Launch Flotilla recently converted for minelaying operations. This Flotilla was
frequently deployed for defensive patrols against E-Boat incursions in Plymouth
Command which reduced their minelaying availability. The navigational aid
"QH" was used by craft in Plymouth Command mining areas from April
1944 and later fitted to minelayers in the other Commands.
Before the Normandy
(Operation NEPTUNE) changes were made to extend the Dover Command
limits. The minelaying plan for NEPTUNE was
identified as Operation MAPLE and required minefields in Portsmouth Command to
protect naval forces during the assault on the French coast. Mines were to be
laid by aircraft and ships with a significant contribution from Coastal Forces.
The 14th MTB Flotilla based at Portsmouth began
a new series of minelaying operations ("KN") in the Cherbourg and Le
Havre approaches (SCALLOPS and GREENGAGE areas),
to supplement those by aircraft. At the same time minelaying in Plymouth, Dover and
Nore Commands by coastal craft against enemy coastal
traffic was intensified.
Motor Torpedo Boat No.234, Vosper-type
Improved Design of Mines
Specially prepared Moored and Ground mines incorporating the
latest techniques were used progressively for the Coastal Forces operations.
New types of specially prepared assembly allowing mixtures of different types
of detonating circuit, including some designed to attack specific types of
craft, were brought into use for minelaying operations in 1944. Details of the
various types of mine laid and the stowage capacity of each
type of Coastal Forces craft are provided below.
Minelaying Support for NEPTUNE
In order to increase the minelaying resources available to meet
the MAPLE requirement MTBs of the 14th and 64th
Flotillas were transferred to Portsmouth in
May 1944. A special diversion operation, including a minelay
by these MTB's (Operation MONASTIC) was carried out
on "D - 1" and some "KN" Series minelays
in the beach head area were carried out under the direction of the Naval
Commander Eastern Task Force during the early stages of the assault.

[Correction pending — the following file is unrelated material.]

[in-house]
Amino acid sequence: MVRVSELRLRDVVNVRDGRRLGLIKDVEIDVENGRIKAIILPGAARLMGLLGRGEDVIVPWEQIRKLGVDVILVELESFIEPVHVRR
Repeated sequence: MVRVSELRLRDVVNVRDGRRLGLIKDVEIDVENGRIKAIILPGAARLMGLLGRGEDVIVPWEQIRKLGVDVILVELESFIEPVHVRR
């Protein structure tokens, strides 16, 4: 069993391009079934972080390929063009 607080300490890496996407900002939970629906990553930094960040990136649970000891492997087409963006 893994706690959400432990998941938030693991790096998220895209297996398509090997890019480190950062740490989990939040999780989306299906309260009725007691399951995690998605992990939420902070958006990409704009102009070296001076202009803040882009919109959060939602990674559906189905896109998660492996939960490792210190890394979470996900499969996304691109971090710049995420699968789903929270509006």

After an increase in enemy activity by light surface forces
during mid July 64MTB were detached to operate from Plymouth for
two minelays in the approaches to Brest.
Towards the end of 1944 increased U-Boat activity in Portsmouth Command made
necessary the provision of deep minefields at focal points on supply routes to
French ports (Operation BRAZIER). The 64th MTB Flotilla returned to Portsmouth in
January 1945 and carried out 13 minelays in the
BRAZIER series and on completion joined Nore Command
for normal Flotilla duties. The extension of these new minefields in the
Channel (Operation BUTTERMILK) was assisted by the transfer of the 10th, 50th
and 51st Flotillas to Portsmouth from Plymouth, Dover and
Nore Commands in March 1945. After eight minelaying operations
they returned to their previous Command areas.
Operations in Mediterranean Area
Only three minelaying operations were carried out. The first was
undertaken by the 10th MTB Flotilla which based at MersaMatruh. Two boats (MTB 68 and MTB215) were fitted for
minelaying in October 1941 for an operation in Bardia
harbour. Two ground mines and two floating ("R") mines were laid by
each craft with little interference. This was the only minelay
by Coastal Forces in the Eastern Mediterranean.
During 1943 after a stock of US Mk 6 moored contact mines became
available, three boats of the 10the MTB Flotilla (MTB 265, 266 and 316), then
transferred to the western Mediterranean, were
converted for minelayig off the Tunisian coast. Eight
fields made up of 118 mines were laid off PlaneIsland and
Bizerta. In one operation on 12 March 1943 MTB 316 and MTB
265 engaged four German 'R-Boats', one of which is known to have been damaged.
Coastal shipping from Leghorn was
selected for attention in March 1944 and the 8th Motor Launch Flotilla based at
Algierswere prepared for minelaying duties. On completion of
conversion the Flotilla transferred to Malta for
Operation NITWIT. Six MLs made up the minelaying
force which completed a lay of 36 Moored Mk XVU mines south of
Vadda Rocks near Leghorn on 16 May 1945-
Details of operations in Home Waters and the Mediterranean are
Coastal Forces mining operations were responsible for
significant losses and extensive damage to enemy coastal shipping. Traffic in
the English Channel was severely disrupted
and the load on his minesweeping resources stretched to capacity. They also
caused many delays due to losses and damage to minesweepers and escorts.
Movement of enemy shipping through the English
Channel and in the Bay of Biscay
Channel became dependant upon major routine
minesweeping with a constant high risk of casualties. Operations by Coastal
Forces craft were usually undetected and mines were laid with great accuracy,
especially after the radio navigational aid ("QH") became available
The effective deployment of Coastal Forces was attained at low
cost in ships, personnel and supporting facilities. 12 personnel were killed or
missing and 15 were wounded during minelaying operations. Ship losses were Two
ML's and one MTB with ten craft damaged.
The easy conversion for minelaying allowed speedy deployment to